The Best Books of 2020 You Might Have Missed
Bethanne Patrick Recommends Some Under-the-Radar Must-Reads
Everyone else has published their year-end lists of The Best, Our Favorites, Top 10, and so forth (that includes me individually and Lit Hub editorially, too). Why shouldn’t we gather the Best from 2020’s Books You May Have Missed? Choosing from the fifty-odd titles means that these ten are really the cream of a much bigger crop. A few have already gathered awards (High as the Waters Rise, Alligator), a few remain sleeper hits (Greenwood, The Comeback), while others just sleep. Wake up, readers, and check out these amazing books by a diverse group of authors from around the world.
Michael Christie, Greenwood (Hogarth)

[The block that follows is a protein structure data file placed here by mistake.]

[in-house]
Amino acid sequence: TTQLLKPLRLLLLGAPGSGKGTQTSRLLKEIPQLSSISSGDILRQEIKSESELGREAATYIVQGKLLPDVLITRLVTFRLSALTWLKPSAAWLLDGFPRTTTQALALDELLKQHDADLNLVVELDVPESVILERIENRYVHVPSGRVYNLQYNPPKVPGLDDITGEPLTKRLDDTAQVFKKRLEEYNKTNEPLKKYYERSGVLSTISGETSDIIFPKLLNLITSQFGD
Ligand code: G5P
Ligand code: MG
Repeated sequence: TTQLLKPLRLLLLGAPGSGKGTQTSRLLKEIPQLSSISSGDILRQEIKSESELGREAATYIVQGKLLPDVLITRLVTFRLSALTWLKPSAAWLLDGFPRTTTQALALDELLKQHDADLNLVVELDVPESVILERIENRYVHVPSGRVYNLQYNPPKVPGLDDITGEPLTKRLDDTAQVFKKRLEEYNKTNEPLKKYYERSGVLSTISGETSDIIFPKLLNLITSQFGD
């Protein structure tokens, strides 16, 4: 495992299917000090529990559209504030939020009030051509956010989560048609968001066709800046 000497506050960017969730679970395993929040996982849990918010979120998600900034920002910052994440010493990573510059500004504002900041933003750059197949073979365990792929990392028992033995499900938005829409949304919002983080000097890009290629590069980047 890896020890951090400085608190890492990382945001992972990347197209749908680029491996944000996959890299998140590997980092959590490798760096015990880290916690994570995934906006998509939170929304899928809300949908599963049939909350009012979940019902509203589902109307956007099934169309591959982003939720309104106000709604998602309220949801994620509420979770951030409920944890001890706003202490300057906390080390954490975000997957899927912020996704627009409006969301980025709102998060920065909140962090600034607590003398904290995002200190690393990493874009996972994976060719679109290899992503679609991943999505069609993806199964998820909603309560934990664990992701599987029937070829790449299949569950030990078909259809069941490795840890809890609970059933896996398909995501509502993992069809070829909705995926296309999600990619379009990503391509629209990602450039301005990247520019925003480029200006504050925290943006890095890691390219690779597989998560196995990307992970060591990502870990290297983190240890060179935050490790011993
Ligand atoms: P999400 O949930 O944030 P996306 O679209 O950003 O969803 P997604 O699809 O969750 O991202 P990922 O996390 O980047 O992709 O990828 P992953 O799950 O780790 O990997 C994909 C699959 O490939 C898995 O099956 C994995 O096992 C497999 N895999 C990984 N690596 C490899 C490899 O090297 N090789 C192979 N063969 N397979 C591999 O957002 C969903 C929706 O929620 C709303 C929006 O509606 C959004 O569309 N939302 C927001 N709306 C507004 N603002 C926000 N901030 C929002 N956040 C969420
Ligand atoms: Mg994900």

If you loved The Overstory by Richard Powers, you might find your next lighter, but also meaningful, book in Greenwood, a family saga set in the Pacific Northwest that was longlisted for the Scotiabank Giller Prize. It was also a Best Book on That Big Site, but please don’t allow that to deter you from picking up a book that figuratively peels back the bark on the Greenwoods, starting in 2038 when forests have become rare resorts for ultrarich tourists, heading back to 2008, to 1974, and finally to 1934, when patriarch Everett Greenwood first hears an abandoned infant’s wail, his next action spinning readers back up to why Jacinda (Jake) Greenwood, his great-granddaughter, has become a storyteller, liar, and tour guide of the remaining Greenwood lands. Considering trees as both markers of history and commodities isn’t new, but Christie finds ways to surprise, meaning that even if you’ve also read other “tree novels” (Barkskins by E. Annie Proulx, for example), you’ll find ways to enjoy this backwards spiral.